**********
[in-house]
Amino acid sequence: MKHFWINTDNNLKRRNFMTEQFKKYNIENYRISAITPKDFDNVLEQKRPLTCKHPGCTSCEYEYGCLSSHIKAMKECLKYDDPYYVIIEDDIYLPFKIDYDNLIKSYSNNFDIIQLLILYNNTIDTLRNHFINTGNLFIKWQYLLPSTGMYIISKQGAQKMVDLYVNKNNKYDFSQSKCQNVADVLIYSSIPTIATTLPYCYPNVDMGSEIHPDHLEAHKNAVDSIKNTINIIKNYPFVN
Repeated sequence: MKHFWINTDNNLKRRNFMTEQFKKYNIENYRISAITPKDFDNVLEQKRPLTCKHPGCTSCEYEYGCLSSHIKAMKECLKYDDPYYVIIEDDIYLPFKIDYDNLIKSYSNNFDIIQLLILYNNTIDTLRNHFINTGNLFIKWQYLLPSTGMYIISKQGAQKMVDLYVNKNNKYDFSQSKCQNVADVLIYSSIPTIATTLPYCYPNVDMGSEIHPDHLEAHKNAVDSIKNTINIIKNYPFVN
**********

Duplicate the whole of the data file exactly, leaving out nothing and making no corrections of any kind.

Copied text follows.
[in-house]
Amino acid sequence: MKHFWINTDNNLKRRNFMTEQFKKYNIENYRISAITPKDFDNVLEQKRPLTCKHPGCTSCEYEYGCLSSHIKAMKECLKYDDPYYVIIEDDIYLPFKIDYDNLIKSYSNNFDIIQLLILYNNTIDTLRNHFINTGNLFIKWQYLLPSTGMYIISKQGAQKMVDLYVNKNNKYDFSQSKCQNVADVLIYSSIPTIATTLPYCYPNVDMGSEIHPDHLEAHKNAVDSIKNTINIIKNYPFVN
Repeated sequence: MKHFWINTDNNLKRRNFMTEQFKKYNIENYRISAITPKDFDNVLEQKRPLTCKHPGCTSCEYEYGCLSSHIKAMKECLKYDDPYYVIIEDDIYLPFKIDYDNLIKSYSNNFDIIQLLILYNNTIDTLRNHFINTGNLFIKWQYLLPSTGMYIISKQGAQKMVDLYVNKNNKYDFSQSKCQNVADVLIYSSIPTIATTLPYCYPNVDMGSEIHPDHLEAHKNAVDSIKNTINIIKNYPFVN